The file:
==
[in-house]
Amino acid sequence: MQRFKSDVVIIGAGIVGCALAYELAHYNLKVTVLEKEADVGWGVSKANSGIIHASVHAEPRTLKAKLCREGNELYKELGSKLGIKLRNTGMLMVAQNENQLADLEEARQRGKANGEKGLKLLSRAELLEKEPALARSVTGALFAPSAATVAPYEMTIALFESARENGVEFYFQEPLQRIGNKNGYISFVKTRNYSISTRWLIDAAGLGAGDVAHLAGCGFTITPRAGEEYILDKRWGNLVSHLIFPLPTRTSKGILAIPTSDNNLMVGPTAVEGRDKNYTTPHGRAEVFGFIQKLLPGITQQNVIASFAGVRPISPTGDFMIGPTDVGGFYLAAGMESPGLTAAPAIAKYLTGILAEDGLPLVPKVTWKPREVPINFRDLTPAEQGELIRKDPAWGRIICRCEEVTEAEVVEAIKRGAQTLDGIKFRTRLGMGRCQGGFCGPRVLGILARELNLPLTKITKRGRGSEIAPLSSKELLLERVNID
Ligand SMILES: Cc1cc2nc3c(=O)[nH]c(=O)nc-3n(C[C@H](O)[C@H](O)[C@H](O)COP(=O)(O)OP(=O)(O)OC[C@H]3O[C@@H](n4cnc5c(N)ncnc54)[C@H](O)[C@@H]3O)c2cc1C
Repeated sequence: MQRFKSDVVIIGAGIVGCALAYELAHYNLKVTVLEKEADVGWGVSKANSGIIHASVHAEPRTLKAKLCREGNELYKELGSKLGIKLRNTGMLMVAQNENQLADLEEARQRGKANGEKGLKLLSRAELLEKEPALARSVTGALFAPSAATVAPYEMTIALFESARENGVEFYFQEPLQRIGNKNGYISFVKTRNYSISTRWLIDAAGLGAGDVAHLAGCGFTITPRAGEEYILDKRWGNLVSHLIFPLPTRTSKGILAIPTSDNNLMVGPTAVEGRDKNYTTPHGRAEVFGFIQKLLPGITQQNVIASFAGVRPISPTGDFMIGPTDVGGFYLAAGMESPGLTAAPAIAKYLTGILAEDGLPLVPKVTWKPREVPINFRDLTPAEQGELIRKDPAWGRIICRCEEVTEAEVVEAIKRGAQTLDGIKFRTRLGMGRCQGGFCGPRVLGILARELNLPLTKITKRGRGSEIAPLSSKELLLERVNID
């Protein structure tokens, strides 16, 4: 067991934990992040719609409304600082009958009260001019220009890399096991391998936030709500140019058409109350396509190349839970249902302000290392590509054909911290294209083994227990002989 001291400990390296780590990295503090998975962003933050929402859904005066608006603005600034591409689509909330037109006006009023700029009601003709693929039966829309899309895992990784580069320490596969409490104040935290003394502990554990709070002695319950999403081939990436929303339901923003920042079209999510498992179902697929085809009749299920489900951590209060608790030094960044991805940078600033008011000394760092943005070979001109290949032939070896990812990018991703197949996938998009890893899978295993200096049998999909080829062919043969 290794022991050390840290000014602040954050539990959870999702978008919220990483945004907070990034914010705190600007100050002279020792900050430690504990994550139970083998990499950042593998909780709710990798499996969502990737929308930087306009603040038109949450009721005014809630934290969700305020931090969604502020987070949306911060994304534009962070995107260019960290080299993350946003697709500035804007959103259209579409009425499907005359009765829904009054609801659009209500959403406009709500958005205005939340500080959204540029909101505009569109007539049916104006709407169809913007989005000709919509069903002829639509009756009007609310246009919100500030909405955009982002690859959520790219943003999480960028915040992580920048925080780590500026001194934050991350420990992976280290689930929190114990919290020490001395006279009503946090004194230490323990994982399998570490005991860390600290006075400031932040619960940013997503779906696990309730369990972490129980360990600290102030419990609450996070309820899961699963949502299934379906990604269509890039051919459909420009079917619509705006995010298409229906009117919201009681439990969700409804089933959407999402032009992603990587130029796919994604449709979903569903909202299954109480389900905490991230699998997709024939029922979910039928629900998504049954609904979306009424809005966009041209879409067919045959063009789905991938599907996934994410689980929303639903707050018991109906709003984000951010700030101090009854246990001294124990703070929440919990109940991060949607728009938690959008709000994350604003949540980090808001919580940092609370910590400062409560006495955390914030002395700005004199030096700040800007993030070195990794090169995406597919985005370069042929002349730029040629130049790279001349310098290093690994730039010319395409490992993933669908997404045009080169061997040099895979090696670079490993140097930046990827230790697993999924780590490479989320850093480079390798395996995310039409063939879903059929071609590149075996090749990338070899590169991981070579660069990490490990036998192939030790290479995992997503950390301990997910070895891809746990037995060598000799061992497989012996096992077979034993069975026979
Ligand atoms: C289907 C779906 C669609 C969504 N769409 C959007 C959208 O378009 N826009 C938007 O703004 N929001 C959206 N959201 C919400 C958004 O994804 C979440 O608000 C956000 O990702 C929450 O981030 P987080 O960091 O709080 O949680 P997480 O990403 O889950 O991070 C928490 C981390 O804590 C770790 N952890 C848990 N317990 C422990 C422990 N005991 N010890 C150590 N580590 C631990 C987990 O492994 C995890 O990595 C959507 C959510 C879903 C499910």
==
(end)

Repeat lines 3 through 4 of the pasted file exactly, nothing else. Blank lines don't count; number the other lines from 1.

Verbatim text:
Ligand SMILES: Cc1cc2nc3c(=O)[nH]c(=O)nc-3n(C[C@H](O)[C@H](O)[C@H](O)COP(=O)(O)OP(=O)(O)OC[C@H]3O[C@@H](n4cnc5c(N)ncnc54)[C@H](O)[C@@H]3O)c2cc1C
Repeated sequence: MQRFKSDVVIIGAGIVGCALAYELAHYNLKVTVLEKEADVGWGVSKANSGIIHASVHAEPRTLKAKLCREGNELYKELGSKLGIKLRNTGMLMVAQNENQLADLEEARQRGKANGEKGLKLLSRAELLEKEPALARSVTGALFAPSAATVAPYEMTIALFESARENGVEFYFQEPLQRIGNKNGYISFVKTRNYSISTRWLIDAAGLGAGDVAHLAGCGFTITPRAGEEYILDKRWGNLVSHLIFPLPTRTSKGILAIPTSDNNLMVGPTAVEGRDKNYTTPHGRAEVFGFIQKLLPGITQQNVIASFAGVRPISPTGDFMIGPTDVGGFYLAAGMESPGLTAAPAIAKYLTGILAEDGLPLVPKVTWKPREVPINFRDLTPAEQGELIRKDPAWGRIICRCEEVTEAEVVEAIKRGAQTLDGIKFRTRLGMGRCQGGFCGPRVLGILARELNLPLTKITKRGRGSEIAPLSSKELLLERVNID